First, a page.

A Holy Tabernacle in the Heart (from Life of the Future World)

by Rabbi Abraham Abulafia

English version by Jewish Theological Seminary
Original Language Hebrew

However,
     the breath
which is
     from the second one
is a
     holy
     tabernacle
in the heart.
One ascends
     with the Unique Name
     to the sky
     to depict with Unifications
     the relationship
between everything that
     is difficult
     in this
     science of pronunciation.
It alone is
     life in the Name.
It is remembered and sealed
     in the Book of Life
to make the individual live
     with passion
     which enlightens
constantly, when
     every thought,
     every soul
is concentrated on it.

-- from Meditation and Kabbalah, by Aryeh Kaplan

<<Previous Poem | More Poems by Rabbi Abraham Abulafia | Next Poem >>


/ Photo by AndrŽia /


View All Poems by Rabbi Abraham Abulafia

Commentary by Ivan M. Granger

Sunday evening begins Yom Kippur, the Jewish day of atonement.

When we approach our own imperfections with honesty, integrity, and humility, we are surprised to find ourselves freed and able to make new, better decisions in the future.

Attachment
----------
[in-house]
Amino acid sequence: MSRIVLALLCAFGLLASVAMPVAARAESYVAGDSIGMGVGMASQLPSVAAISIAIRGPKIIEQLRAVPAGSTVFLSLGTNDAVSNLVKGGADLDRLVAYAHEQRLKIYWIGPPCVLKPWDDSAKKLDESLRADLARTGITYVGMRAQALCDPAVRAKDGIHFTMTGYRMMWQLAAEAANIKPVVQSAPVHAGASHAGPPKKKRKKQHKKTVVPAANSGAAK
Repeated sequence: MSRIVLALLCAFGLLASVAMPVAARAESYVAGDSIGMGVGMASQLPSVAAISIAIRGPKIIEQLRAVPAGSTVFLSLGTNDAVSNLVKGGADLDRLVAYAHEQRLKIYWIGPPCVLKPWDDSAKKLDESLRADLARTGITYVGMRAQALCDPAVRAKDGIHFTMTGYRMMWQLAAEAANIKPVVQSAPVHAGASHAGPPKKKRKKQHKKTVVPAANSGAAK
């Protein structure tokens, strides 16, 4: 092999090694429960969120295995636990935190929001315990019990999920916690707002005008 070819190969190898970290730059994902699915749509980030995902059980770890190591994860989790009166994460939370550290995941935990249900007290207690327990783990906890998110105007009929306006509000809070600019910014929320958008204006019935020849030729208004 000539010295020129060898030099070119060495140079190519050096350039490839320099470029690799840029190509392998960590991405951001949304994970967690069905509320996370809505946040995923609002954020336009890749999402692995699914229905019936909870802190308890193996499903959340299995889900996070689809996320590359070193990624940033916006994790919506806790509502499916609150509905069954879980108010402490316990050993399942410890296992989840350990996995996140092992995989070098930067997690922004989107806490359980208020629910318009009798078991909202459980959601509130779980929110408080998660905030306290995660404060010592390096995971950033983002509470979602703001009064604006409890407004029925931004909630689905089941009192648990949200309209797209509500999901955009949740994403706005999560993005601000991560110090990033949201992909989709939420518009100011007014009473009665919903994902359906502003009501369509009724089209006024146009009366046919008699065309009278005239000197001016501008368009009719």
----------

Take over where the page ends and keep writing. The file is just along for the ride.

Our mistakes rarely come from lack of will power. It's not usually that we didn't try hard enough. When we really look, we discover that most of our mistakes come from limited perception. We make poor choices when our awareness is clouded. The work, then, is not to be stricter with ourselves; instead, we need to see ourselves and our world more clearly. When we do that the best path of action not only becomes obvious, it is the path we prefer.

to make the individual live
     with passion
     which enlightens
constantly, when
     every thought,
     every soul
is concentrated on it.


===

There is an interesting connection in this verse that is easily missed. Rabbi Abulafia is, of course, saying something about the Kabbalistic practice of word permutations, as a way of discovering the foundational Word. This "Unique Name" becomes a ladder, allowing us to ascend to the heavenly realms, where we discover the interrelationship of things and the "Unifications" underlying reality.

But if we back up to the very beginning lines, he could be reminding us that this "science of pronunciation," the speaking of words rides upon the breath. And the breath emerges from the "holy tabernacle in the heart."

He is giving us a sacred formula:

Heart > Breath > Words > The Word > Heaven

Words without heart and breath, do they lead anywhere?



Recommended Books: Rabbi Abraham Abulafia

A Big Jewish Book: Poems and Other Visions of the Jews from Tribal Times to the Present The Dream of the Poem: Hebrew Poetry from Muslim and Christian Spain, 950-1492 Meditation and Kabbalah





A Holy Tabernacle